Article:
What qualifies Citigroup for the Hall of Shame?  Here’s a partial list of their actions that we think merits their inclusion.

Predatory Lending Practices.  For the past decade, there have been multiple allegations of predatory lending practices by Citigroup.  Predatory lending is financing that saddles borrowers with exorbitant interest rates and fees and unfair terms.  The result is the stripping of wealth from low-income communities.  In 2001, Green America and the Social Investment Forum called attention to Citigroup’s predatory lending practices a decade ago and an outcry from thousands of consumers got Citigroup to clean up some of its worse practices.  In addition, the Federal Trade Commission sued Citigroup for predatory lending practices and settled with the banking giant in 2002 for $215 million. However, as late as 2009, data analyzed by Fair Finance Watch found that Citi, and three other major lenders (JP Morgan Chase, Wells Fargo and Bank of America) were still saddling minority borrowers with higher cost loans, while also turning them down for loans more frequently.

High Fees.  Citigroup and other major banks keep coming up with new fees for many of its account holders.  Most recently, in December 2011, Citigroup raised its fees on a basic checking account.

Illegitimate Foreclosures.  Citigroup is one of the banks that is being sued by Massachusetts and other states for engaging in improper foreclosures against homeowners.  A key claim of the lawsuit is that Citigroup and other banks used “robo-signers” in foreclosing on homeowners and failed to perform due diligence.  In addition, Citigroup and other banks are alleged to be improperly foreclosing on US Service Members.

Abusing Investors.  The Securities and Exchange Commission (SEC) sued Citigroup for lying to investors about the soundness of its investment products.  Citigroup was allegedly telling investors that the investments were sound, while betting against the same investments.  According to the filed complaint, Citigroup made $160 million, while investors lost $700 million.  The SEC recently tried to settle this case, but the presiding judge refused to sign off on the settlement, essentially saying that the SEC was letting Citigroup off too easily.  The Federal Housing Financing Agency is also suing Citigroup and 16 other lenders for misleading Fannie Mae and Freddie Mac about the safety and soundness of mortgages the entities purchased from Citigroup.

Gender Discrimination.  A group of woman plaintiffs is suing Citigroup for allegedly laying off female employees disproportionately, retaining men with lower performance evaluations, and/or treating women to a hostile environment.

Fostering Climate Change.  As I wrote in a previous post, Citigroup is one of our major banks that claims to screen its lending for climate change issues, but continues to be a major supporter of sources of  climate change.

The bottom line:  if you are a person of color, a woman, a moderate-income account holder, an investor, or someone who cares about people and the planet, then Citigroup is not the bank for you.  If you bank with Citigroup, check out Green America’s Guide to Community Investing to find financial institutions that build communities and treat their customers well.  If you need help in breaking up with Citigroup, you can download our free kit.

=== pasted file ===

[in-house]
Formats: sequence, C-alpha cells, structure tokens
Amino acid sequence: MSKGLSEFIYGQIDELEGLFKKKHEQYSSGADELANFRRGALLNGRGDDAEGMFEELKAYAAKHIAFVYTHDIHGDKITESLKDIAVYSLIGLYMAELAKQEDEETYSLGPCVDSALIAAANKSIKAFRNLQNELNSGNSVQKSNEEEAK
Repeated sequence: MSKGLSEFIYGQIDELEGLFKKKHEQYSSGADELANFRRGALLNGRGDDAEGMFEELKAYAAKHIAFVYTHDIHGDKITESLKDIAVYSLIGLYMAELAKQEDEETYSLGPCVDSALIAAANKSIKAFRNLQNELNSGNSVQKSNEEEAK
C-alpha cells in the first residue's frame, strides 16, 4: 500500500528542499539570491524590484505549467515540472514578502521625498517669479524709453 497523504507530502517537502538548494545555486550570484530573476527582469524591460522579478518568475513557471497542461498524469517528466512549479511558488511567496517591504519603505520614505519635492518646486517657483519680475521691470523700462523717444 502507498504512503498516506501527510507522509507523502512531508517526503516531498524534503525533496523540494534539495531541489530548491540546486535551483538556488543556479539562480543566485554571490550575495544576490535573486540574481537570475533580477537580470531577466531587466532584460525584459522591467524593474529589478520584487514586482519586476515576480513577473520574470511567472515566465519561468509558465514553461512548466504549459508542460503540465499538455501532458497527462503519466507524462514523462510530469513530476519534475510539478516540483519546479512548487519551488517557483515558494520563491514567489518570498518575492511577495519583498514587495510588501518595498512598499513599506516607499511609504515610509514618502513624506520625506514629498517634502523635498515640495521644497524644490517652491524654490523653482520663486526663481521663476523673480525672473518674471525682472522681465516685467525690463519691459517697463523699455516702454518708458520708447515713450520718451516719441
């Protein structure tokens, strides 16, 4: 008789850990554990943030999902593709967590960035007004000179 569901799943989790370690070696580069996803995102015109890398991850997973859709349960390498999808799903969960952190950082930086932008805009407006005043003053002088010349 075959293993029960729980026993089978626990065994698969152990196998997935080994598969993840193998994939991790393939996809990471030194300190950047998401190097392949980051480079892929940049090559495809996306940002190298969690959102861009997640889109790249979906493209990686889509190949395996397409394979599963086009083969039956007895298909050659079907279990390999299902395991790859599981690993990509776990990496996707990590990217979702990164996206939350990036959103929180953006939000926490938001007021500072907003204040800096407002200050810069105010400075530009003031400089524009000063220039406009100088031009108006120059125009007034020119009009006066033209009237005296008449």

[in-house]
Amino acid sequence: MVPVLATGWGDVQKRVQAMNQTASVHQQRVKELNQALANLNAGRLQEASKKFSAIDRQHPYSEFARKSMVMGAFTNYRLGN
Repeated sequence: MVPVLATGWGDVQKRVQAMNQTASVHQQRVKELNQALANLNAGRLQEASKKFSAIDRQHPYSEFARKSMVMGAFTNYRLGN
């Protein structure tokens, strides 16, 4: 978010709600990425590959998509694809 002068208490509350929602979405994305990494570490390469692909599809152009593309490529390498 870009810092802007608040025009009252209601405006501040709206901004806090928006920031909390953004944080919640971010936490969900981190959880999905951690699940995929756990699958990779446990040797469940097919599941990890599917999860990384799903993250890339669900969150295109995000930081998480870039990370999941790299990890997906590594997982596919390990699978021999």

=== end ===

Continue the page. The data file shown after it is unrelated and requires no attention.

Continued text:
If you break up with Citigroup, please share your experience on our blog.  And, if you have more to say about Citigroup than what you see above, please share it.

10 Reasons to Break Up With Your Mega-Bank

1.      You want to support small, local, US businesses — The New Rules Project reported in 2010 that the 20 biggest banks “devote only 18 percent of their commercial loan portfolios to small business,” despite the clear need to spur small-business growth to jump-start our economy.

2.     You don’t want your money paid out as a fat bonus for a CEO – While most of us continue to feel the effects of the 2008 global economic downturn, mega-bank CEOs as a group have seen their pay skyrocket back to 2008 levels and higher. The same banks that took billions of dollars in taxpayer bailouts promptly rewarded their highest-paid employees with bonuses. The Financial Times reports that big-bank CEO pay rose 36 percent in 2010, while average workers in private industry saw their pay rise only 2 percent.

3.      You don’t want to fund climate change.  — A recent report from entitled Climate Killers finds that JPMorgan Chase, Citi, and Bank of America led banks worldwide in financing coal since 2005.  Continue reading “10 Reasons to Break Up With Your Mega-Bank”

GreenChoice Bank (our February green-biz interview)

The Green Exchange headquarters, slated to become the first LEED Platinum community bank location in the Midwest

When you make a deposit with your bank, your money doesn’t just sit there. The bank invests your money as they see fit, primarily by making loans, but the decisions on how to invest your money, with whom, and for what purpose, are made by each bank.

“GreenChoice Bank invests its customers’ deposits back into the local and sustainable business community, to support entrepreneurs who are creating jobs and to fund sustainable construction projects,” says Steve Sherman, chief operating officer of GreenChoice Bank. GreenChoice Bank is one of many community banking options that can help you steer your money toward projects you believe in.

We asked Steve to tell us more about GreenChioce’s LEED-certified buildings, 100-percent recycled debit cards, and how a Bank-of-America-takeover inspired his move toward a greener career choice…